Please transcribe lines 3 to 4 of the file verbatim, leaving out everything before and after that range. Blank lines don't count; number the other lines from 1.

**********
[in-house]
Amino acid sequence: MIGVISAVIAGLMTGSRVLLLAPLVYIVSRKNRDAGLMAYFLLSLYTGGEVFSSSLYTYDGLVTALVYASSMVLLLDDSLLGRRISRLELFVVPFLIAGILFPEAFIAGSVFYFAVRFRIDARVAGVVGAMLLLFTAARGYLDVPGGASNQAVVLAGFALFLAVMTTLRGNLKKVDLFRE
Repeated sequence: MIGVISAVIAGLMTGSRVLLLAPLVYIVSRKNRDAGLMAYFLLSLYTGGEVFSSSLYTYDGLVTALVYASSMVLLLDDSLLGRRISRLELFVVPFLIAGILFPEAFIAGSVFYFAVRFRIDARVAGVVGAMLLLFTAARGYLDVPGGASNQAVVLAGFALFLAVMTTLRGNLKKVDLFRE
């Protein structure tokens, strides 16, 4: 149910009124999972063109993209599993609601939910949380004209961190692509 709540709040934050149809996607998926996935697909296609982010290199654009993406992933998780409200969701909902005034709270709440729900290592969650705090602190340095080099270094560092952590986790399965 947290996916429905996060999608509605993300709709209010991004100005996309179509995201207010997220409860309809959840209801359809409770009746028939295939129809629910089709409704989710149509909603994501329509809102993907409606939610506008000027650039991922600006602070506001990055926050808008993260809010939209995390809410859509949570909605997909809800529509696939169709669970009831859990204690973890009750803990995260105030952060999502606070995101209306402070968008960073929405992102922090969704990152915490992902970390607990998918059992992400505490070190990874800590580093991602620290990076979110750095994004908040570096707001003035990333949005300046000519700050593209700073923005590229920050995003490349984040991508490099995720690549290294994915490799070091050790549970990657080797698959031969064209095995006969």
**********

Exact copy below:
Repeated sequence: MIGVISAVIAGLMTGSRVLLLAPLVYIVSRKNRDAGLMAYFLLSLYTGGEVFSSSLYTYDGLVTALVYASSMVLLLDDSLLGRRISRLELFVVPFLIAGILFPEAFIAGSVFYFAVRFRIDARVAGVVGAMLLLFTAARGYLDVPGGASNQAVVLAGFALFLAVMTTLRGNLKKVDLFRE
């Protein structure tokens, strides 16, 4: 149910009124999972063109993209599993609601939910949380004209961190692509 709540709040934050149809996607998926996935697909296609982010290199654009993406992933998780409200969701909902005034709270709440729900290592969650705090602190340095080099270094560092952590986790399965 947290996916429905996060999608509605993300709709209010991004100005996309179509995201207010997220409860309809959840209801359809409770009746028939295939129809629910089709409704989710149509909603994501329509809102993907409606939610506008000027650039991922600006602070506001990055926050808008993260809010939209995390809410859509949570909605997909809800529509696939169709669970009831859990204690973890009750803990995260105030952060999502606070995101209306402070968008960073929405992102922090969704990152915490992902970390607990998918059992992400505490070190990874800590580093991602620290990076979110750095994004908040570096707001003035990333949005300046000519700050593209700073923005590229920050995003490349984040991508490099995720690549290294994915490799070091050790549970990657080797698959031969064209095995006969």